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Photo: Jessica Lucia via Flickr

Naps don’t just provide kids (and parents!) with some good ol’ rest, it can also boost the memory in younger children. New research from the University of Arizona suggested that napping during the day has helped preschool-aged kids retain information.

The research team evaluated 39 three-year-olds and found that those who napped after learning new verbs had a better understanding of the words when tested 24 hours later. The three-year-olds were divided into two groups: habitual nappers (those who napped four or more times a week) and non-habitual nappers (three or fewer naps a week). Both groups were taught imaginary verbs– “blicking” and “rooping” — and showed them a video in which actors demonstrated with each ‘verb.’

The following day, the researchers quizzed the children on “blicking” and “rooping,” and noticed something interesting. Children who had napped within about an hour of learning the verbs performed better than those who stayed awake for at least five hours after learning, regardless of whether they were habitual or non-habitual nappers.

“Verbs are interesting because we know they are very challenging for children to learn and to retain over time,” says lead study author and UA alumna Michelle Sandoval. “Individual objects have clear boundaries, and children learn about those very early in development — before they hit their first birthday, they know a lot about objects. Verbs aren’t as neatly packaged. Besides a physically perceptible action, a verb contains information about the number of people involved and can contain information about when the action took place.”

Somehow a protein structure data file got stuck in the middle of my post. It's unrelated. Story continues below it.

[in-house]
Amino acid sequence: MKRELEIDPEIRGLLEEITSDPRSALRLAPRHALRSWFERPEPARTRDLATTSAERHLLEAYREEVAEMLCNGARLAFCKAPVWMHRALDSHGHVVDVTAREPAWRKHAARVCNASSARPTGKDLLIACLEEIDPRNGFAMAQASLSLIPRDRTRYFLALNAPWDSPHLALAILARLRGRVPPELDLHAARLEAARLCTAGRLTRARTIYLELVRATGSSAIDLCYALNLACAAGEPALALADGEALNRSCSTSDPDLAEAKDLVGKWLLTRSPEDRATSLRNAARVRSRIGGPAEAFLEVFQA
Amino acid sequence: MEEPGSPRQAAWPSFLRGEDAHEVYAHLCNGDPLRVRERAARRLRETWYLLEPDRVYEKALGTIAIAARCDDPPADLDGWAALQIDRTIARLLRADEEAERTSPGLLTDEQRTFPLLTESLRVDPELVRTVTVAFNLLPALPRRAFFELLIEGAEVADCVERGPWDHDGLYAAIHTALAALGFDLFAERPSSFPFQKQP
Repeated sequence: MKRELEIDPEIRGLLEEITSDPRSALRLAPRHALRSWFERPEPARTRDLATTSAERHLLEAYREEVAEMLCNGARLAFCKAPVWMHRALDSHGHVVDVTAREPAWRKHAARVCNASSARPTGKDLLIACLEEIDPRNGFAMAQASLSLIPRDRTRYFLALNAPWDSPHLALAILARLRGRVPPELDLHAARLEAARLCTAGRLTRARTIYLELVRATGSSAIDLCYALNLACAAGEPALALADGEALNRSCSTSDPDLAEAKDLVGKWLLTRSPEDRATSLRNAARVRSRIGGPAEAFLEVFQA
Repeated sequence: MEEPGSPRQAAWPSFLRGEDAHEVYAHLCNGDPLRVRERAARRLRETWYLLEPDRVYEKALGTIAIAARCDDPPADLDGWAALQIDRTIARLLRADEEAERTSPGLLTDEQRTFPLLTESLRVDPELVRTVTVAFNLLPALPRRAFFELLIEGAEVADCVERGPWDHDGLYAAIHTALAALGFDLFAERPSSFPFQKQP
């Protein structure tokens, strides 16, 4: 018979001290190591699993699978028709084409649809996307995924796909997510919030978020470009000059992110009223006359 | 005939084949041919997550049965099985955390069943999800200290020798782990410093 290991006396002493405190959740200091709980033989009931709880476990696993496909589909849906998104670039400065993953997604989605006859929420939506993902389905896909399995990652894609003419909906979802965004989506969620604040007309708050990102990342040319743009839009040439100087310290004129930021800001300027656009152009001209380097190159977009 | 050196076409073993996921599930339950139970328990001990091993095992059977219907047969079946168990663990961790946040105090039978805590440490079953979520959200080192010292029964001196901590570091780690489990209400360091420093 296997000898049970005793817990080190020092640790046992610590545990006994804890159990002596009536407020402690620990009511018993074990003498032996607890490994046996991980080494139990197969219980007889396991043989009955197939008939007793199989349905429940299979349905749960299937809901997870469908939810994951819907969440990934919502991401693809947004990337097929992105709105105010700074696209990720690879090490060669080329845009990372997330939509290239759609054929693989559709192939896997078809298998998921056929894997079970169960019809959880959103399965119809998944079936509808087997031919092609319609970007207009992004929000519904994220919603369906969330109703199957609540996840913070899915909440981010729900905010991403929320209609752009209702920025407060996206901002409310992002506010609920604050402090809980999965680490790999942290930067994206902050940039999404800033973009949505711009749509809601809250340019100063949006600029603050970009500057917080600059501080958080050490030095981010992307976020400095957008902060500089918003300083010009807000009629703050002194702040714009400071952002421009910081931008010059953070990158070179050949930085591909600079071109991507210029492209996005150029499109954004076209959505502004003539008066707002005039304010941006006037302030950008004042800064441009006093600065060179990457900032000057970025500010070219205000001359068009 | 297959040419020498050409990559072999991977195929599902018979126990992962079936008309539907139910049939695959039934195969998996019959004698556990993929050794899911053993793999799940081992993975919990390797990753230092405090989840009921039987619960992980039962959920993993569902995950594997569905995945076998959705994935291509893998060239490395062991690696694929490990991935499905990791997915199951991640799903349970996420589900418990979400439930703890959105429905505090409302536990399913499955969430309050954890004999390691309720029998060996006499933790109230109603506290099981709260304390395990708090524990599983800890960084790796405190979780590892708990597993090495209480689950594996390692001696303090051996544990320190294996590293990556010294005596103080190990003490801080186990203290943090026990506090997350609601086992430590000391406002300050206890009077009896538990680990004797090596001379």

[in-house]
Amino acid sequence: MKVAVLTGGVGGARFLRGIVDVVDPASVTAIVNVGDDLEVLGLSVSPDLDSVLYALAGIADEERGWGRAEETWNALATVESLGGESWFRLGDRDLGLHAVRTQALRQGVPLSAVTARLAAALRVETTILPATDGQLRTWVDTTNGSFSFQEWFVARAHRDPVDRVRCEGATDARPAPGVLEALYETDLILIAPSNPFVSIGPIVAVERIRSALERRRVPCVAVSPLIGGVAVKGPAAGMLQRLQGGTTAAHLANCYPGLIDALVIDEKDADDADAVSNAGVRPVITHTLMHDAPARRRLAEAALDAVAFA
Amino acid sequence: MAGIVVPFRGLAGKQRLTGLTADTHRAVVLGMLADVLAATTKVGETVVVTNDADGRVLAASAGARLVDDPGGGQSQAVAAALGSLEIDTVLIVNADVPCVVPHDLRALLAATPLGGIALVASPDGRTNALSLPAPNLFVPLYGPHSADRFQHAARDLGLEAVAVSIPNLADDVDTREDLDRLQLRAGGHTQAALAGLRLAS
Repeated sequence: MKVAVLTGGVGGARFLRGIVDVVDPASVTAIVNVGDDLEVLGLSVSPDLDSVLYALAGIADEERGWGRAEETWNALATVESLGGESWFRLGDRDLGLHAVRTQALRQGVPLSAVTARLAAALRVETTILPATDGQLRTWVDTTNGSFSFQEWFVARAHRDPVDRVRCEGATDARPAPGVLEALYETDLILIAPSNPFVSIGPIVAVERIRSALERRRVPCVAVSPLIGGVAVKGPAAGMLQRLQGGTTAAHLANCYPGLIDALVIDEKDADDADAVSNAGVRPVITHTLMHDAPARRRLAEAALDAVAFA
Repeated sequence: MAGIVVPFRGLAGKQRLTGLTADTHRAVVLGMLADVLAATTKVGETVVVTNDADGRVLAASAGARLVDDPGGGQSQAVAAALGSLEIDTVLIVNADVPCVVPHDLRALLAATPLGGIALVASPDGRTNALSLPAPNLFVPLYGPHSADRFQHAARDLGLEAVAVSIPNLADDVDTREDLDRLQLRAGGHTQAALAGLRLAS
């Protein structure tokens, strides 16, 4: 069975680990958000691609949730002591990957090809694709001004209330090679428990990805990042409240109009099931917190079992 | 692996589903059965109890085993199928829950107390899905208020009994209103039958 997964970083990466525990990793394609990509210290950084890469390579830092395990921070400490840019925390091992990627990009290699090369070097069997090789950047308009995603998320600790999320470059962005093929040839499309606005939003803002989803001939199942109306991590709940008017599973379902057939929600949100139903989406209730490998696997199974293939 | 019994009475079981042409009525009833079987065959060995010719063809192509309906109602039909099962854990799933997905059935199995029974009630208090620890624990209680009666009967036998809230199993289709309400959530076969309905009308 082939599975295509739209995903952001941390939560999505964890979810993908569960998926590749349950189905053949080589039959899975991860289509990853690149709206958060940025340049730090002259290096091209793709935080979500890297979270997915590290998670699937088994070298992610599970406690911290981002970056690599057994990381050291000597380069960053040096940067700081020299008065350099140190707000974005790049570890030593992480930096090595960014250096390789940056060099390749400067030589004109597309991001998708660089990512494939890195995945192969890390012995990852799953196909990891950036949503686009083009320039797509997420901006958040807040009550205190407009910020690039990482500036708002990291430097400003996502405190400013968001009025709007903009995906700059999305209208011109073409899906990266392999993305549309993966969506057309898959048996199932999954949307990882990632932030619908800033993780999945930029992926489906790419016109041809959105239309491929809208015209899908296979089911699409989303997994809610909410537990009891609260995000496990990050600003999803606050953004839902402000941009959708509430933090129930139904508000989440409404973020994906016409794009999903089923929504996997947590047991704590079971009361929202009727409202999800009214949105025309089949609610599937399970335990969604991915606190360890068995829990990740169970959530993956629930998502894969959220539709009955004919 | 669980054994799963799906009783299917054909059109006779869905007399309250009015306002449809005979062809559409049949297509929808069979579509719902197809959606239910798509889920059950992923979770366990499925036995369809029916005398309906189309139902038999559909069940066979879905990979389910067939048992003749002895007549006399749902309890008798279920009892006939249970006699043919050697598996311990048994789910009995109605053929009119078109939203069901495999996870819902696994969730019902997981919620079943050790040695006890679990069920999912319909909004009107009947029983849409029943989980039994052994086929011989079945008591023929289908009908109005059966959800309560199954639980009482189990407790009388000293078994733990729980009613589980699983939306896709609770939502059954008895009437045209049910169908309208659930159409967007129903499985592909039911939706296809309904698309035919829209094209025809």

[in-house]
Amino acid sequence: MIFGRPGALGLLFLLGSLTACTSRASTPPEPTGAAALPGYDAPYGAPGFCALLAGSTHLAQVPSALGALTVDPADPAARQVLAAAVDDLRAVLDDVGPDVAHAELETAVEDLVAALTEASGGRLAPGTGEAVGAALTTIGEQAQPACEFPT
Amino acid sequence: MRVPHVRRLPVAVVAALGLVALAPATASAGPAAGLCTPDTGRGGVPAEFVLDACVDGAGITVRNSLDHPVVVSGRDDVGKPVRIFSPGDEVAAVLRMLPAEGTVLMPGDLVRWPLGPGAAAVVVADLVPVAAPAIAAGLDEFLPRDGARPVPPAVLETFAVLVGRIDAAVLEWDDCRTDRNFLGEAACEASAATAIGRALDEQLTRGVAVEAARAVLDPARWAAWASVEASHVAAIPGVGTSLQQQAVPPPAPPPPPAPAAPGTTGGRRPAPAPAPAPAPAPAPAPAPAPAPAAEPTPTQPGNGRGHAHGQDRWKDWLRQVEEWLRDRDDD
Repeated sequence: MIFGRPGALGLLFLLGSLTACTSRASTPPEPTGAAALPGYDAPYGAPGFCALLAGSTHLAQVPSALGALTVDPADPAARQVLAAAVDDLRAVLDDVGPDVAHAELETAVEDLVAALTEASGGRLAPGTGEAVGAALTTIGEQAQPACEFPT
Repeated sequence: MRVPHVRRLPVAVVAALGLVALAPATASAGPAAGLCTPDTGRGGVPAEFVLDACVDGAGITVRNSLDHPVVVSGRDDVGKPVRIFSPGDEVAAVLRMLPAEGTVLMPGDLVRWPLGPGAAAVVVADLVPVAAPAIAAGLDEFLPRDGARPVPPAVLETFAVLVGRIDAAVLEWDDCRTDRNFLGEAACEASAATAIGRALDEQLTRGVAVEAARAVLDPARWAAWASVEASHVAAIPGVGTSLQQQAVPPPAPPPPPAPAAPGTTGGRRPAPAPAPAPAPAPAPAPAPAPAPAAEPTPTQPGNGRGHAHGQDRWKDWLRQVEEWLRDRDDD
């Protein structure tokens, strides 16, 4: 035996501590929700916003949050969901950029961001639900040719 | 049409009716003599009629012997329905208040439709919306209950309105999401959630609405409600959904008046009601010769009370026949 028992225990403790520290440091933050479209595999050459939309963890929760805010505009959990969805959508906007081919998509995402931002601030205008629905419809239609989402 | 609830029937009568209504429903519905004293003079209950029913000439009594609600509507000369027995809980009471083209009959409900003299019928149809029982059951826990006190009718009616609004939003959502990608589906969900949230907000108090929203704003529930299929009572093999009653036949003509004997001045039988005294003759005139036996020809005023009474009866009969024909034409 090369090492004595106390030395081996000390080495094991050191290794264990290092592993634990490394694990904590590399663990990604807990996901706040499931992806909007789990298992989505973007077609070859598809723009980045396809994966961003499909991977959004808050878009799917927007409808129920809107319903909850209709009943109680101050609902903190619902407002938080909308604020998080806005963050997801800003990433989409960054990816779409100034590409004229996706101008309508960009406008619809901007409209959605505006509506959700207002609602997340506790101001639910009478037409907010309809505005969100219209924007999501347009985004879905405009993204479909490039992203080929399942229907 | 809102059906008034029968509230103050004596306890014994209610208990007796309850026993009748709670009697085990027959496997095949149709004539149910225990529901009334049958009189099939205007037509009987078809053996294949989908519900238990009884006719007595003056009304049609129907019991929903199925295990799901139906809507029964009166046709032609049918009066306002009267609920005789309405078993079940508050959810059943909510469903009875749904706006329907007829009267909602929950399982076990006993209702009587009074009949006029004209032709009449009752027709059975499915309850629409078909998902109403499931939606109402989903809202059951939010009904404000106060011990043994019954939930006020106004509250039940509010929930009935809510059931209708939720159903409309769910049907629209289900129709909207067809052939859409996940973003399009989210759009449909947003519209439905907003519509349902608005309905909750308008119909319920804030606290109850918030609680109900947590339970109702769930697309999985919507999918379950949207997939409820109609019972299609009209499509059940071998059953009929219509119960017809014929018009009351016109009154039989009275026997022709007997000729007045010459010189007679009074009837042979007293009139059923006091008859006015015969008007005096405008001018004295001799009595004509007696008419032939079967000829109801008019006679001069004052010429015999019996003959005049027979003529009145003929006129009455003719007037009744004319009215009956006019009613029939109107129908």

Researchers believe this memory retention is because of slow-wave sleep.

“There’s a lot of evidence that different phases of sleep contribute to memory consolidation, and one of the really important phases is slow-wave sleep, which is one of the deepest forms of sleep,” said study co-author Rebecca Gómez, UA associate professor of psychology, cognitive science, and second language acquisition and teaching. “What’s really important about this phase is that essentially what the brain is doing is replaying memories during sleep, so those brain rhythms that occur during slow-wave sleep and other phases of non-REM sleep are actually reactivating those patterns — those memories — and replaying them and strengthening them.”

Rebecca encourages parents to implement a nap routine in their kid’s schedule.

Will you be adding more naps into your calendar? Let us know in the comments below!